There are well-researched performance standards in terms of the playability of a golf course. In Sustainable Agronomy Services we take time to assess what your current inputs are because we want to encourage the reduction of pesticide, fertiliser and water usage, but we still want you to achieve. We use pre-visit questionnaires which help us understand all the resources a course has, alongside soil analysis, which gives us an objective view. We’ll also sit down with you to discuss what you see as your challenges, current plans, strategy and development programmes. Sometimes these plans are at an early stage and we can help with building them. We may be in touch a couple of times a year or there may be a more intensive management consultancy period to make sure that you’re achieving and members understand the changes being made. All of our recommendations have to be achievable and we monitor and review the progress regularly and adapt where necessary, usually over the course of around three years. The roadmap for each club might involve design changes and resource acquisition and we understand that it takes time.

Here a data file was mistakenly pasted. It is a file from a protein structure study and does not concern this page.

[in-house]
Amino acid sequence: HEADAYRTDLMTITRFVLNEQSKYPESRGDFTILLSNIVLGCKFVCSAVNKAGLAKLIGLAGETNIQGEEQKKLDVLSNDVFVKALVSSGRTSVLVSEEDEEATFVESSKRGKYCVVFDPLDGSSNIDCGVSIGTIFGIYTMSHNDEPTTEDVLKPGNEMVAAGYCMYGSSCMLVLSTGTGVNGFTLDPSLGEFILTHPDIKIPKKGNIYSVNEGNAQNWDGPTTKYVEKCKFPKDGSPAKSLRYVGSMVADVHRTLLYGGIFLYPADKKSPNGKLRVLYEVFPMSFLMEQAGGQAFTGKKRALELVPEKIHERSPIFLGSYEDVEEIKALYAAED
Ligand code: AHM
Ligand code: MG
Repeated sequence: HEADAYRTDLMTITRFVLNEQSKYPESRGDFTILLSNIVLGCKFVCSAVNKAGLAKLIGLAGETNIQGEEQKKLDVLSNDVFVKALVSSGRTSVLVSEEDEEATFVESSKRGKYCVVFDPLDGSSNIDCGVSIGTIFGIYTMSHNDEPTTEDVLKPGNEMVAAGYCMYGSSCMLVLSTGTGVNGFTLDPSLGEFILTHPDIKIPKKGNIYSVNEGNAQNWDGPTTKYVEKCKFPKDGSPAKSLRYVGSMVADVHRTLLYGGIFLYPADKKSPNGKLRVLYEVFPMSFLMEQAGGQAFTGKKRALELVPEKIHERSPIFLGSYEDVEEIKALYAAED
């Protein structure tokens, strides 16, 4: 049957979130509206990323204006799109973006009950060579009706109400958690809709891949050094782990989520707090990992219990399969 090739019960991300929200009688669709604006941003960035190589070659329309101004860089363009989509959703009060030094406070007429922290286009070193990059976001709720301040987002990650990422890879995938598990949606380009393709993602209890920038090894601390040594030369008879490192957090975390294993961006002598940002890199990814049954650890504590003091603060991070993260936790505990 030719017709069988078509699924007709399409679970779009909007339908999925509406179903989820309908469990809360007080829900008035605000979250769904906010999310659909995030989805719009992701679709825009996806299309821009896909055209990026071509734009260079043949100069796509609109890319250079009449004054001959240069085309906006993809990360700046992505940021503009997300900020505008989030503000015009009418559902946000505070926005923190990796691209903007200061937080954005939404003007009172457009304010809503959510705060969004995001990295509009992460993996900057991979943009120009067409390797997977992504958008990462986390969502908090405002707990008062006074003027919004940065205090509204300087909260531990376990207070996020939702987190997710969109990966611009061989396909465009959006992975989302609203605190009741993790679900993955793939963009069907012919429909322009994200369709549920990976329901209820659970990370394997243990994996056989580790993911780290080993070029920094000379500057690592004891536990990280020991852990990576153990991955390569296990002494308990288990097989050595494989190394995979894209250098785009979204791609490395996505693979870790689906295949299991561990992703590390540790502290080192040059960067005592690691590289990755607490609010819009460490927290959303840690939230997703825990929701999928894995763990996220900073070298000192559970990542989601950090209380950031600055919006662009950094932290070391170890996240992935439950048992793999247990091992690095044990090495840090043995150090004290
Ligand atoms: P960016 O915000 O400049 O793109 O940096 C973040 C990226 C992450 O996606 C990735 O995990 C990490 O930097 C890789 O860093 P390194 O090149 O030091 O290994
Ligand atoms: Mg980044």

Is your message received positively on the whole by those working in and playing golf?

I think the younger generation now are so aware of environmental management concerns and want to see positive changes, so the golfer of the future should see the golf course as a hugely positive environment. We’re working hard to change negative perceptions of golf courses which may wrongly be seen as huge users of fertiliser, chemicals and water, which is not necessarily the case at all. We see many existing members really engaging with conservation and ecology projects such as bug hotels, the encouragement of wildflowers or pollinators, or the larger coastal projects. But behind all of it the golf course has got to function and we need to ensure that the agronomy in greenkeeping is on point with the sustainability messages. Many people will already know us but we want to reach out to more clubs and engage with decision makers and operators of golf courses in a positive way.

To contact Paul and the team, visit


Seamus Rotherick
By Seamus Rotherick October 26, 2023 13:49